Holiday Spirits - reviewing A Christmas Carol
The winter holidays begin in 3 days. In this frame of mind (where I am already halfway to Brazil), I am naturally at my lethargic and lazy best - hence the posting of this review, which I wrote around last year for our School newsletter. In the spirit of Eco-friendly recycling and the impending holidays, I reproduce below my little write-up on Charles Dickens' A Christmas Carol.
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More than 150 years have gone by since Charles Dickens' A Christmas Carol in Prose, Being a Story of Christmas was first published, yet the story continues to be told and re-told from generation to generation. It is a story so familiar to us that it is almost easy to forget that few of us have actually ever read it. Our imaginations can conjure at will its most famous characters; even without having read Dickens' cutting indictment of him, Scrooge is always pictured in our mind's eye as a hunched old man with a drooping, pointed nose. His name is as synonymous to us with miserliness as Romeo and Juliet's are with Love; as Arjuna's is with Bravery and as heart-shaped sun-glasses are with Lolita.
I thus approached 'A Christmas Carol' with a mixture of curiosity as well as presumption. Would the story read any differently than it is told? Would it be a typically Victorian moralistic tale or would it reveal greater depth? Are some classics better left…unread?
Happily for me, the answer to the last question is a resounding 'No'. Only a few pages into the novella I realized that spoken summaries can never do justice to the vividness of Dickens' writing. I found myself utterly engrossed in long passages devoted to, for example, a quality of light or even a table setting! Even more surprising were the dark and disturbing images contained within what I always thought to be somewhat of a 'fairy', feel-good story. It is truly a testament to strong writing and narratorial ability when a story you know well can still keep you in suspense and, occasionally, terrify you.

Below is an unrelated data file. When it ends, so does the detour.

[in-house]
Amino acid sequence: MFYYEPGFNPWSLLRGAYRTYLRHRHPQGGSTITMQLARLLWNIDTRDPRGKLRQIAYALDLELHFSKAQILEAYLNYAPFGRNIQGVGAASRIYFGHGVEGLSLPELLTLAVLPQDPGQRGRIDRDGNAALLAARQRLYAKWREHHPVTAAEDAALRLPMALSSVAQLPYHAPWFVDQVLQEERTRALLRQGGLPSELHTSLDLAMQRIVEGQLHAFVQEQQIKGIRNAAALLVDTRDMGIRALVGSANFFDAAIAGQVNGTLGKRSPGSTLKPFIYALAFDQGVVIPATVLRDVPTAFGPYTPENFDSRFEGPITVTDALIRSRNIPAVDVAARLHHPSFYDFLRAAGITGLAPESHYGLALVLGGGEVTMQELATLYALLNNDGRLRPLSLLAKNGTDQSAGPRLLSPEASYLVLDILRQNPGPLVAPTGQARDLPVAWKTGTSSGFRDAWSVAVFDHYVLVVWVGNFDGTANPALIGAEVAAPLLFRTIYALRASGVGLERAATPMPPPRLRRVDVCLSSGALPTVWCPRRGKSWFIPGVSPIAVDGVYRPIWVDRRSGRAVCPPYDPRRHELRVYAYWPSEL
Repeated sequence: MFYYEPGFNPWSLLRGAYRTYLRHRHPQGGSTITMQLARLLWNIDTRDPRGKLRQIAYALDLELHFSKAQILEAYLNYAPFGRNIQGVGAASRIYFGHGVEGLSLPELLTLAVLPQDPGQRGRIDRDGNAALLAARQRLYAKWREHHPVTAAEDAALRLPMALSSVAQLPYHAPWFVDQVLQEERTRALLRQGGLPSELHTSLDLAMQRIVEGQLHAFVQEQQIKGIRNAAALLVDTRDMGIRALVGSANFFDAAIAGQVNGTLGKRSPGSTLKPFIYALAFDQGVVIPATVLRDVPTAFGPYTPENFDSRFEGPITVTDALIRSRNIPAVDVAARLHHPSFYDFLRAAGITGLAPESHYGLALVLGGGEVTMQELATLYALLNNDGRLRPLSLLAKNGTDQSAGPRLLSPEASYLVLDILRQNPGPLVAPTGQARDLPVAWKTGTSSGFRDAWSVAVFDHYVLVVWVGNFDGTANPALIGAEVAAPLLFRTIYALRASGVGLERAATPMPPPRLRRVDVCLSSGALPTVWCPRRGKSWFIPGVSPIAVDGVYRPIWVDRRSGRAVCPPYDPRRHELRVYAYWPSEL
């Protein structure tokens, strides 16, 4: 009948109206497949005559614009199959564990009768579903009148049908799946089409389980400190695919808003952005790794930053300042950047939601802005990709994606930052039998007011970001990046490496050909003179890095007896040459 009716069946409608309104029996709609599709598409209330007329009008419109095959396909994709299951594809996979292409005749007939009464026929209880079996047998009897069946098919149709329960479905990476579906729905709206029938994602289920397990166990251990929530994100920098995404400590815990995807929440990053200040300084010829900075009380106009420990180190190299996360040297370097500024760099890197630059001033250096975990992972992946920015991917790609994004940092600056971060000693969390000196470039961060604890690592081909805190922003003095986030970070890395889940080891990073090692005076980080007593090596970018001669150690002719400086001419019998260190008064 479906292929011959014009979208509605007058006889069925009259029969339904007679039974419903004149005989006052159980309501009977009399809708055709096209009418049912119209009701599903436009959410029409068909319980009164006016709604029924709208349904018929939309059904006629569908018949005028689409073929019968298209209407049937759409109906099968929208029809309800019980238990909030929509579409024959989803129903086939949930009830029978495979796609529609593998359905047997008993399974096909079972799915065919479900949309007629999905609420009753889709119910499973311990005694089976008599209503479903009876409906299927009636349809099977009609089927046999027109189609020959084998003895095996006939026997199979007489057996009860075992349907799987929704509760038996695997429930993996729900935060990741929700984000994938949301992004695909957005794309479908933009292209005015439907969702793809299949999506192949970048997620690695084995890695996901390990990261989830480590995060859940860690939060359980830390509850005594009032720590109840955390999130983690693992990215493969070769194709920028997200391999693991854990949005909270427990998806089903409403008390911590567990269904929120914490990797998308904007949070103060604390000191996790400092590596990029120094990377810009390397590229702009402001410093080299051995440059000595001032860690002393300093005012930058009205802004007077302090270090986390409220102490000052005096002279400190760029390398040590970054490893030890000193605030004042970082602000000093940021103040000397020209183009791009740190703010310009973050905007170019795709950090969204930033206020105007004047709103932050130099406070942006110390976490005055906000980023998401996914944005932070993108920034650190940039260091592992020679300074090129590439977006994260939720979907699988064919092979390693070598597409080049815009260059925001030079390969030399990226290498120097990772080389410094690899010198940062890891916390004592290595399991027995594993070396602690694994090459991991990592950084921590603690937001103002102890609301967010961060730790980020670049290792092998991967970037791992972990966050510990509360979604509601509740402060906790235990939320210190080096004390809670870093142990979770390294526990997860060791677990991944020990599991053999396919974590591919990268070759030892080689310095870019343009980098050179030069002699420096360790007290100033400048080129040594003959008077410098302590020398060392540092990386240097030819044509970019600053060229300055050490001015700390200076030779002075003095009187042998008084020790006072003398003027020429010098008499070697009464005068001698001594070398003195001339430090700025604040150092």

The greatest revelation, however, was that Dickens created in Scrooge, not a black-and-white caricature, but a complex, intelligent man who is, indeed, not as morally different from us as we would like to believe. As we accompany Scrooge and his ghost-guides on their journey through time, Dickens uses gentle humour and rhetorical stratagems to gradually bring us to a surprising understanding - namely, that Scrooge ultimately represents you and I, stripped of our pretenses and justifications. The moral message of the story hinges upon this crucial realization, for it is in identifying ourselves in Scrooge that we can truly attempt to change ourselves.
As the evenings get chillier and we approach the 25th of December, it would serve us well, in today's cynical world, to (re)visit this timeless tale and travel along with Scrooge on a journey that is as much about the spirit of Christmas as it is about discovering who we are.